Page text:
By measuring about 2,400 Cepheid stars in 19 nearby galaxies and comparing the apparent brightness of both types of stars, they accurately determined the true brightness of the Type Ia supernovae. They then used this calibration to calculate distances to roughly 300 Type Ia supernovae in far-flung galaxies.
“We needed both the nearby Cepheid distances for galaxies hosting Type Ia supernovae and the distances to the 300 more-distant Type Ia supernovae to determine the Hubble constant,” says Filippenko. “The paper focuses on the 19 galaxies and getting their distances really, really well, with small uncertainties, and thoroughly understanding those uncertainties.”
Using the Keck-I 10-metre telescope in Hawaii, Filippenko’s group measured the chemical abundances of gases near the locations of Cepheid variable stars in the nearby galaxies hosting Type Ia supernovae. This allowed them to improve the accuracy of the derived distances of these galaxies, and thus to more accurately calibrate the peak luminosities of their Type Ia supernovae.
“We’ve done the world’s best job of decreasing the uncertainty in the measured rate of universal expansion and of accurately assessing the size of this uncertainty,” says Filippenko, “yet we find that our measured rate of expansion is probably incompatible with the rate expected from observations of the young universe, suggesting that there’s something important missing in our physical understanding of the universe.”
“If we know the initial amounts of stuff in the universe, such as dark energy and dark matter, and we have the physics correct, then you can go from a measurement at the time shortly after the Big Bang and use that understanding to predict how fast the universe should be expanding today,” says Riess. “However, if this discrepancy holds up, it appears we may not have the right understanding, and it changes how big the Hubble constant should be today.”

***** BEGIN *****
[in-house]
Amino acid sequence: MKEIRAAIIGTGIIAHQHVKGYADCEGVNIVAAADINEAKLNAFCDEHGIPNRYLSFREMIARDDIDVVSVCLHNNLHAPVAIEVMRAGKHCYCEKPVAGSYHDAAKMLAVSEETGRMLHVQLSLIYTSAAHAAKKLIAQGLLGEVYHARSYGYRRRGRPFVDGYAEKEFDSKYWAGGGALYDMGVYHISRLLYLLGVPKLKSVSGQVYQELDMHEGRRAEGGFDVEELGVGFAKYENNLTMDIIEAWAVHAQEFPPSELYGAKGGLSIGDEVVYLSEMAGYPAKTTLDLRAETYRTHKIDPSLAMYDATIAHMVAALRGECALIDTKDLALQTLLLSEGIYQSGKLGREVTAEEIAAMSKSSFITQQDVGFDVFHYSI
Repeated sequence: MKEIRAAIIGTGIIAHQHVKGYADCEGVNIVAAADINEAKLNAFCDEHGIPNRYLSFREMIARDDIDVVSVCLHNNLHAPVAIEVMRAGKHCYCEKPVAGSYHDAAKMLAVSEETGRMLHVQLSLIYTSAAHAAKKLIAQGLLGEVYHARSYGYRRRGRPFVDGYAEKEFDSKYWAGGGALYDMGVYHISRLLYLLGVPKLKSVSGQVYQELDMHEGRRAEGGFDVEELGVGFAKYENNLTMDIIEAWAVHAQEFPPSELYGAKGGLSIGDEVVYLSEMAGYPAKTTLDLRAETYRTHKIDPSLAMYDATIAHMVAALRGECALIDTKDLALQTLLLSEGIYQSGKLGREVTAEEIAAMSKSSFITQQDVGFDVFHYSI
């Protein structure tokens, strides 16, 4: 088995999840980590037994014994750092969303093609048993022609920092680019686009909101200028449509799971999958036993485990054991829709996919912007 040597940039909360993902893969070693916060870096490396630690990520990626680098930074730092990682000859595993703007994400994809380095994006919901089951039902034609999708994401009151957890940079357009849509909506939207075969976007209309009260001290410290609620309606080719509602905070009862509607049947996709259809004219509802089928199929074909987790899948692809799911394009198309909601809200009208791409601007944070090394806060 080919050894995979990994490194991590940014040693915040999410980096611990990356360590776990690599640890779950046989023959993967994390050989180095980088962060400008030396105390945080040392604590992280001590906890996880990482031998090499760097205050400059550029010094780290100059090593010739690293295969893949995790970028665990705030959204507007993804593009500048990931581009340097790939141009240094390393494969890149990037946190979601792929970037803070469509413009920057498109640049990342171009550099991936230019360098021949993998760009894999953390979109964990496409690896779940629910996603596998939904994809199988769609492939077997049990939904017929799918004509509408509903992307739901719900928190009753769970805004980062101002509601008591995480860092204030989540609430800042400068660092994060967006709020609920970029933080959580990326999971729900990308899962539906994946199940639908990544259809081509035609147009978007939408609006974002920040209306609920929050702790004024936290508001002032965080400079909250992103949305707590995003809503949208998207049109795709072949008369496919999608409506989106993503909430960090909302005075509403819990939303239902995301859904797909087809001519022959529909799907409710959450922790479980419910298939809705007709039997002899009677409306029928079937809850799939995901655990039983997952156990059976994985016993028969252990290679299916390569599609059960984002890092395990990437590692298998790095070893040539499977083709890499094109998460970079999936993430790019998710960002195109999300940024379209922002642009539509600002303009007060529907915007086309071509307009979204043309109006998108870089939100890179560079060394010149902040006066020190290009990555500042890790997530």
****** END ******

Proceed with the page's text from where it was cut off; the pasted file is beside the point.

Aside from an increase in the strength with which dark energy is pushing the universe apart, and the existence of a new fundamental subatomic particle – a nearly speed-of-light particle called “dark radiation” – another possible explanation is that dark matter possesses some weird, unexpected characteristics. Dark matter is the backbone of the universe upon which galaxies built themselves into the large-scale structures seen today.
The Hubble observations were made with Hubble’s sharp-eyed Wide Field Camera 3 (WFC3), and were conducted by the Supernova H0 for the Equation of State (SHOES) team, which works to refine the accuracy of the Hubble constant to a precision that allows for a better understanding of the universe’s behaviour.
The SHOES Team is still using Hubble to reduce the uncertainty in the Hubble constant even more, with a goal to reach an accuracy of 1 per cent. Current telescopes such as the European Space Agency’s Gaia satellite, and future telescopes such as the James Webb Space Telescope (JWST), an infrared observatory, and the Wide Field Infrared Space Telescope (WFIRST), also could help astronomers make better measurements of the expansion rate.